What are garden stakes used for?

Spread the love

The main function of a garden stake is to ensure that a young or weak plant can hold itself up against the elements

The humble garden stake is a staple for many a backyard gardener. But for those without a green thumb, what do they actually do? Why do you really need them?

 

Let’s take a look.

To strengthen the weak

The main function of a garden stake is to ensure that a young or weak plant can hold itself up against the elements. The main concern for weak plants is the wind, which can snap thin branches and bend soft stems easily. A correctly installed garden stake will protect against such an assault by providing the plant with somewhat of a secondary backbone. It supports the plant, ensuring that it stays upright on even the windiest of days.

 

A garden stake can be made of any material strong enough to deal with heavy winds, but you’ll most commonly see them in hardwood, bamboo or plastic.

Proper garden stake use

While there’s a temptation to stake any plant that looks a little bit fragile or tired, garden stakes should only be use when there’s a real risk of a plant being damaged. Wind actually serves to strengthen the plant—it has evolved to cope with the worst of Mother Nature, and allowing it do so will let it build up strength and resistance to wind.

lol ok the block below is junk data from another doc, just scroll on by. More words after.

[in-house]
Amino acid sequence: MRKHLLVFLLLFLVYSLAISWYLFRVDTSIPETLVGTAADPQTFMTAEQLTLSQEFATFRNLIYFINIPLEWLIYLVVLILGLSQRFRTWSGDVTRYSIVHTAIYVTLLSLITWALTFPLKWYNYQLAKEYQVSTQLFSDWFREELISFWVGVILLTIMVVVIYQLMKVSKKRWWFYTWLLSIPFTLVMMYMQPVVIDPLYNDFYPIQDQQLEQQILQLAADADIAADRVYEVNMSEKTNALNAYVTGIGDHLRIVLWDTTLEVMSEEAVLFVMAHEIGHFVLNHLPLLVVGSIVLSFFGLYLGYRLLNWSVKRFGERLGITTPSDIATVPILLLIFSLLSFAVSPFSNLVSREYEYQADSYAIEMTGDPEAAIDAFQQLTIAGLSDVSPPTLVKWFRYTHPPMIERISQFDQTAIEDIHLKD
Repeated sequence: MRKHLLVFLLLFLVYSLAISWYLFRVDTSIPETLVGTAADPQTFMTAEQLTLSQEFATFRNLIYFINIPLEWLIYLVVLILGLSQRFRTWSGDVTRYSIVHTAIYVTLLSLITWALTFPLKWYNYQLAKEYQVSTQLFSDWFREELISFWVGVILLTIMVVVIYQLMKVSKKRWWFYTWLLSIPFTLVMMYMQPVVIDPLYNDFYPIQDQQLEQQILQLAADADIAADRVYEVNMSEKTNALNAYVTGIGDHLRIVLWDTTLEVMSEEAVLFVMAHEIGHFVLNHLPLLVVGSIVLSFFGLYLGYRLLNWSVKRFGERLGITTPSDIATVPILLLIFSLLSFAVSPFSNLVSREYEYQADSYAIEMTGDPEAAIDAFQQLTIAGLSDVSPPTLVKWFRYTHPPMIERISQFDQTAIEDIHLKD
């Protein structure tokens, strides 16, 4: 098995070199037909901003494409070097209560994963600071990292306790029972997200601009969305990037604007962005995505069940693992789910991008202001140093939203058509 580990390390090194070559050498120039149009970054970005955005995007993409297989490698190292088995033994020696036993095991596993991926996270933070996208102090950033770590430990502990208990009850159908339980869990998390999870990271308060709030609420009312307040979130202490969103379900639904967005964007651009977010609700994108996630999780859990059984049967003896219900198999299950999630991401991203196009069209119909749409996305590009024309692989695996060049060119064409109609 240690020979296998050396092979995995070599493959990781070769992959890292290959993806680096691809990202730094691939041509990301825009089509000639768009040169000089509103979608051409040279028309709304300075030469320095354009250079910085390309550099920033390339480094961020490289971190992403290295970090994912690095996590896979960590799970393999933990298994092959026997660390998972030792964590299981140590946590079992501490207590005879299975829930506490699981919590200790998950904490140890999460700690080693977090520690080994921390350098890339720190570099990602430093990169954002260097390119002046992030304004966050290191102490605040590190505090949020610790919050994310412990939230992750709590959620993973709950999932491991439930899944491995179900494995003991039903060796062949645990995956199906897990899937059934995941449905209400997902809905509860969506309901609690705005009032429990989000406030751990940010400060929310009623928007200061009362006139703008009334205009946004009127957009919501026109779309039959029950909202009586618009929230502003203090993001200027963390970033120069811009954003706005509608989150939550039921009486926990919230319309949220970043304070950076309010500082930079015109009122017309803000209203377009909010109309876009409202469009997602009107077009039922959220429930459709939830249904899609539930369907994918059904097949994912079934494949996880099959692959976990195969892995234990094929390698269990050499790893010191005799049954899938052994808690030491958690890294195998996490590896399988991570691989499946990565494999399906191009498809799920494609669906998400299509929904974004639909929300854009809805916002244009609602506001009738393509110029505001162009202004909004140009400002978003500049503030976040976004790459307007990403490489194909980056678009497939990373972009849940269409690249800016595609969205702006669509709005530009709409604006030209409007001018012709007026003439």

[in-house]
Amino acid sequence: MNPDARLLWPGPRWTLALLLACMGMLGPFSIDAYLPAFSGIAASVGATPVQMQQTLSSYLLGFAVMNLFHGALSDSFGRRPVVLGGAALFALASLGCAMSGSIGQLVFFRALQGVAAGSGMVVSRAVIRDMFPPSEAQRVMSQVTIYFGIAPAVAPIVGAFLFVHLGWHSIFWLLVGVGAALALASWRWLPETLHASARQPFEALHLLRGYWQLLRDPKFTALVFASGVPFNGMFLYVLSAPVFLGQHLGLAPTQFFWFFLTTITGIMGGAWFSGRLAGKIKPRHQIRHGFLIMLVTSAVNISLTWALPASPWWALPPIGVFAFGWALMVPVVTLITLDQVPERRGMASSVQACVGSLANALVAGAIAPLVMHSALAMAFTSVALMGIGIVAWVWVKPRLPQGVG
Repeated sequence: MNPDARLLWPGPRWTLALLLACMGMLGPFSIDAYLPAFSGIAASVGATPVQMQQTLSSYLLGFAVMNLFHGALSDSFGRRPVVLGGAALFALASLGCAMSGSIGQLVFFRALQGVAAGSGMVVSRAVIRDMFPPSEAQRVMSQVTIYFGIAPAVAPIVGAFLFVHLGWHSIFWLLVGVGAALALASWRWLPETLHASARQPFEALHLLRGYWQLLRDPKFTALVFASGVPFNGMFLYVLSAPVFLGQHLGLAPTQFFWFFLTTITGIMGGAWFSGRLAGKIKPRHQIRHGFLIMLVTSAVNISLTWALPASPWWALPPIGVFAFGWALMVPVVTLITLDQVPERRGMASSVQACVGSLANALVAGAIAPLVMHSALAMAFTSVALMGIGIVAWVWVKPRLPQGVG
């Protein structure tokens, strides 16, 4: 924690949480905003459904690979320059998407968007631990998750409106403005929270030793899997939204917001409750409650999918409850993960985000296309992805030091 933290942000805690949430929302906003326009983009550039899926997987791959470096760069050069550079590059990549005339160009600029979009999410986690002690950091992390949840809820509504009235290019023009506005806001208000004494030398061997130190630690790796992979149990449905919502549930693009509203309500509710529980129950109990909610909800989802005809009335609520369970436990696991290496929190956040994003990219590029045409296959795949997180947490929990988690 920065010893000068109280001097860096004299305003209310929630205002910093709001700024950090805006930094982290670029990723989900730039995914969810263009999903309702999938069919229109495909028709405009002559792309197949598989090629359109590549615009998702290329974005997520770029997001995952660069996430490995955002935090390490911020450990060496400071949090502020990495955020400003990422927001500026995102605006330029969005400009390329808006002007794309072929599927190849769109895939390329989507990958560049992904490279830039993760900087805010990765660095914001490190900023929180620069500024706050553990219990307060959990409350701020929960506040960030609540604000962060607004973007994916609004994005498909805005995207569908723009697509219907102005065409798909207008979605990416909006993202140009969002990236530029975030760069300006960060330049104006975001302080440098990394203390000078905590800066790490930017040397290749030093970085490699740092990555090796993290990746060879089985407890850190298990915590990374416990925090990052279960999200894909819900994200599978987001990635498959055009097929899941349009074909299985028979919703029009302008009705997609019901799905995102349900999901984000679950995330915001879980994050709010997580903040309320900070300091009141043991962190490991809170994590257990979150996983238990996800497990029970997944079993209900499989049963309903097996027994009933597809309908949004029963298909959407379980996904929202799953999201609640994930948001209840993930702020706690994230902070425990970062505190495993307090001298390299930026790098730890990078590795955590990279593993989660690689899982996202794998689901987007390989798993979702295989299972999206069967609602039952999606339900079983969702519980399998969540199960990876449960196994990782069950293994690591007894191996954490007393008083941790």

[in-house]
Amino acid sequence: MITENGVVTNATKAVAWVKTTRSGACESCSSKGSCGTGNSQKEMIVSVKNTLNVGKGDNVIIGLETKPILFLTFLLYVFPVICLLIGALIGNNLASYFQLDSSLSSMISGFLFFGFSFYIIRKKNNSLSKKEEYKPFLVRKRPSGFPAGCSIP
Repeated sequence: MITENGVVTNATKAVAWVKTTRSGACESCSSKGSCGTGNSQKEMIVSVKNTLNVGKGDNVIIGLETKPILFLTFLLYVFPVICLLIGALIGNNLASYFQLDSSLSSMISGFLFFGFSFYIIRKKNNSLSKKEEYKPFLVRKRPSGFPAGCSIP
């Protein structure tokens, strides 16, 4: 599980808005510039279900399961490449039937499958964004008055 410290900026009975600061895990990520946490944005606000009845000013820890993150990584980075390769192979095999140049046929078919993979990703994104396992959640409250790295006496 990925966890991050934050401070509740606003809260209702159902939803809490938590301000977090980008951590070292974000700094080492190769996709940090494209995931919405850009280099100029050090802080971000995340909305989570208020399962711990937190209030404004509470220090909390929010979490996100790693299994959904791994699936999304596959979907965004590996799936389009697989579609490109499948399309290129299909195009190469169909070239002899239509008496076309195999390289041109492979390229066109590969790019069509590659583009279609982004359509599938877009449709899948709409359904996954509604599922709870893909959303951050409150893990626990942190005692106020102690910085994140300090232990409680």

But if you do have a plant which requires staking, it’s best to use three stakes at a distance instead of resting the stem directly up against one. The aim is to offer support without totally shielding the plant from anything that may hurt it. A little bit of stress is good.

 

Triangulate three stakes around the plant, then use some tree ties to secure the stake to the stem. This technique guards against heavy winds, but still allows the plant to move around a bit. Depending on how weak the plant is you may need to tie multiple pieces of ties between the stake and the stem.

Choosing your plants wisely

Choosing the best plant can be overwhelming, but you can easily learn how to choose the best plant. When selecting your plants from the nursery, be aware that the bigger plants do not always mean they are the best—a big plant is more susceptible to shock when being transferred from pot to soil.

 

Look for blemishes, spots, discoloration and even pest damage on leaves and stems – these are good signs that the plant is unhealthy. Just checking the plant has been well-tended can immensely help your search for a plant to repot. This will ensure the plant is strong, and will minimise the need for stake assistance.

 

If you would like to learn more about garden stakes, give All Stakes Supply a call on 1300 130 123 or visit www.allstakesupply.com.au to explore our range of garden stakes.

EICA Australia
  • Timber Trade Industrial Association
  • Landscape
  • Nursery and garden industry
  • VISA
  • MASTERCARD